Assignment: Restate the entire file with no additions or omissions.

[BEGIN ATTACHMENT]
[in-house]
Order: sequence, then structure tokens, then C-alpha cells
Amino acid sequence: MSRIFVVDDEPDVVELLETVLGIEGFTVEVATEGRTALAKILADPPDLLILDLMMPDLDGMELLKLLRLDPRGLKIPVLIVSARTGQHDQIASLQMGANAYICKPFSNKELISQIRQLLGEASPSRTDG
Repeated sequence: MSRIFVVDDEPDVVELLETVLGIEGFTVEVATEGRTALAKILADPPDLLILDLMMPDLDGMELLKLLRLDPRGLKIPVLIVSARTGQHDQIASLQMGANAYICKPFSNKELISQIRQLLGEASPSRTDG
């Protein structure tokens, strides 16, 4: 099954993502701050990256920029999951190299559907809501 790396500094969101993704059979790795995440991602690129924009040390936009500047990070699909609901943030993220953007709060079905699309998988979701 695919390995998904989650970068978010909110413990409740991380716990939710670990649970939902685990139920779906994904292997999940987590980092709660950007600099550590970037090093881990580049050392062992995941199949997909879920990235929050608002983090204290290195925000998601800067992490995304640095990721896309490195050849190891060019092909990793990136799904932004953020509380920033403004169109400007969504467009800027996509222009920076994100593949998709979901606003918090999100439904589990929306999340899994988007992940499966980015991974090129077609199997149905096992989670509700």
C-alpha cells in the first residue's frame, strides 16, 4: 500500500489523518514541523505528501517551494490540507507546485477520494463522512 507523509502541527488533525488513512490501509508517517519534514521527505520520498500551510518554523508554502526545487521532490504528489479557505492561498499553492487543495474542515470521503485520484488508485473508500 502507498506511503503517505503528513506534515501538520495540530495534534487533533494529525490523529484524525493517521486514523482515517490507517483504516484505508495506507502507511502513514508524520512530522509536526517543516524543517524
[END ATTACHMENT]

[in-house]
Order: sequence, then structure tokens, then C-alpha cells
Amino acid sequence: MSRIFVVDDEPDVVELLETVLGIEGFTVEVATEGRTALAKILADPPDLLILDLMMPDLDGMELLKLLRLDPRGLKIPVLIVSARTGQHDQIASLQMGANAYICKPFSNKELISQIRQLLGEASPSRTDG
Repeated sequence: MSRIFVVDDEPDVVELLETVLGIEGFTVEVATEGRTALAKILADPPDLLILDLMMPDLDGMELLKLLRLDPRGLKIPVLIVSARTGQHDQIASLQMGANAYICKPFSNKELISQIRQLLGEASPSRTDG
């Protein structure tokens, strides 16, 4: 099954993502701050990256920029999951190299559907809501 790396500094969101993704059979790795995440991602690129924009040390936009500047990070699909609901943030993220953007709060079905699309998988979701 695919390995998904989650970068978010909110413990409740991380716990939710670990649970939902685990139920779906994904292997999940987590980092709660950007600099550590970037090093881990580049050392062992995941199949997909879920990235929050608002983090204290290195925000998601800067992490995304640095990721896309490195050849190891060019092909990793990136799904932004953020509380920033403004169109400007969504467009800027996509222009920076994100593949998709979901606003918090999100439904589990929306999340899994988007992940499966980015991974090129077609199997149905096992989670509700």
C-alpha cells in the first residue's frame, strides 16, 4: 500500500489523518514541523505528501517551494490540507507546485477520494463522512 507523509502541527488533525488513512490501509508517517519534514521527505520520498500551510518554523508554502526545487521532490504528489479557505492561498499553492487543495474542515470521503485520484488508485473508500 502507498506511503503517505503528513506534515501538520495540530495534534487533533494529525490523529484524525493517521486514523482515517490507517483504516484505508495506507502507511502513514508524520512530522509536526517543516524543517524